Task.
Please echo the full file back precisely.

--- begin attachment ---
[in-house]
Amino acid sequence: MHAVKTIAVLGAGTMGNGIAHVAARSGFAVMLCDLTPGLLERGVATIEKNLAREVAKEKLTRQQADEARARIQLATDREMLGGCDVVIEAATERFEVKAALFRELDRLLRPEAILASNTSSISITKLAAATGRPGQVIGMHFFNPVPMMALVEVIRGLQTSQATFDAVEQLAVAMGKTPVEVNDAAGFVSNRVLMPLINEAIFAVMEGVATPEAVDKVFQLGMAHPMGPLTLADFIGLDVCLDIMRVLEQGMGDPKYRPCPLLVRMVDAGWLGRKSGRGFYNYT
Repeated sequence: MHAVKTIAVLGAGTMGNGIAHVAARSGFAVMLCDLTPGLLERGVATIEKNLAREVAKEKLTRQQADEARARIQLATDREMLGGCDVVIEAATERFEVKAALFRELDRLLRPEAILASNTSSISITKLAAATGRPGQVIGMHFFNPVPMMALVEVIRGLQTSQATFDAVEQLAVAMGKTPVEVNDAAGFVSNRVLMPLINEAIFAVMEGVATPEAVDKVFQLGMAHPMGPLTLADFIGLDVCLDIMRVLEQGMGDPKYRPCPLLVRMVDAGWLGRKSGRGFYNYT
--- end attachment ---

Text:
[in-house]
Amino acid sequence: MHAVKTIAVLGAGTMGNGIAHVAARSGFAVMLCDLTPGLLERGVATIEKNLAREVAKEKLTRQQADEARARIQLATDREMLGGCDVVIEAATERFEVKAALFRELDRLLRPEAILASNTSSISITKLAAATGRPGQVIGMHFFNPVPMMALVEVIRGLQTSQATFDAVEQLAVAMGKTPVEVNDAAGFVSNRVLMPLINEAIFAVMEGVATPEAVDKVFQLGMAHPMGPLTLADFIGLDVCLDIMRVLEQGMGDPKYRPCPLLVRMVDAGWLGRKSGRGFYNYT
Repeated sequence: MHAVKTIAVLGAGTMGNGIAHVAARSGFAVMLCDLTPGLLERGVATIEKNLAREVAKEKLTRQQADEARARIQLATDREMLGGCDVVIEAATERFEVKAALFRELDRLLRPEAILASNTSSISITKLAAATGRPGQVIGMHFFNPVPMMALVEVIRGLQTSQATFDAVEQLAVAMGKTPVEVNDAAGFVSNRVLMPLINEAIFAVMEGVATPEAVDKVFQLGMAHPMGPLTLADFIGLDVCLDIMRVLEQGMGDPKYRPCPLLVRMVDAGWLGRKSGRGFYNYT